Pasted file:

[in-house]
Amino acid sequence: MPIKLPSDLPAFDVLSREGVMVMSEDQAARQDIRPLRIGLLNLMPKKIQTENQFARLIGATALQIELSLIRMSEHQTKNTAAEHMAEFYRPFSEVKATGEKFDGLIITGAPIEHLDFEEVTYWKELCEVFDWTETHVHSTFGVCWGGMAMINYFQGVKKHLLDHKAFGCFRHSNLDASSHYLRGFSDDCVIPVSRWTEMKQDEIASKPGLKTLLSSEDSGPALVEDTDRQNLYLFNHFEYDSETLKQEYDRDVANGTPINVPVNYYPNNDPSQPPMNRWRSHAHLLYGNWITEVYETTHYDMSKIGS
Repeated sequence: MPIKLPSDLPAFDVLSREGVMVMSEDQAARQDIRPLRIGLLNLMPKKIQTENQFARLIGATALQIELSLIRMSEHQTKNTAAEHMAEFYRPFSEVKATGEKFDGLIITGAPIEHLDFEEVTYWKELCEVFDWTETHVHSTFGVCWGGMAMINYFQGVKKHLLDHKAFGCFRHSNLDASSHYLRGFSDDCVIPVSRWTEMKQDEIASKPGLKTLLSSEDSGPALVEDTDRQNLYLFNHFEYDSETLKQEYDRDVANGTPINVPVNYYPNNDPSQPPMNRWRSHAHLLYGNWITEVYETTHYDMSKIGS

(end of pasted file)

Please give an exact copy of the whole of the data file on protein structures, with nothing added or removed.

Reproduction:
[in-house]
Amino acid sequence: MPIKLPSDLPAFDVLSREGVMVMSEDQAARQDIRPLRIGLLNLMPKKIQTENQFARLIGATALQIELSLIRMSEHQTKNTAAEHMAEFYRPFSEVKATGEKFDGLIITGAPIEHLDFEEVTYWKELCEVFDWTETHVHSTFGVCWGGMAMINYFQGVKKHLLDHKAFGCFRHSNLDASSHYLRGFSDDCVIPVSRWTEMKQDEIASKPGLKTLLSSEDSGPALVEDTDRQNLYLFNHFEYDSETLKQEYDRDVANGTPINVPVNYYPNNDPSQPPMNRWRSHAHLLYGNWITEVYETTHYDMSKIGS
Repeated sequence: MPIKLPSDLPAFDVLSREGVMVMSEDQAARQDIRPLRIGLLNLMPKKIQTENQFARLIGATALQIELSLIRMSEHQTKNTAAEHMAEFYRPFSEVKATGEKFDGLIITGAPIEHLDFEEVTYWKELCEVFDWTETHVHSTFGVCWGGMAMINYFQGVKKHLLDHKAFGCFRHSNLDASSHYLRGFSDDCVIPVSRWTEMKQDEIASKPGLKTLLSSEDSGPALVEDTDRQNLYLFNHFEYDSETLKQEYDRDVANGTPINVPVNYYPNNDPSQPPMNRWRSHAHLLYGNWITEVYETTHYDMSKIGS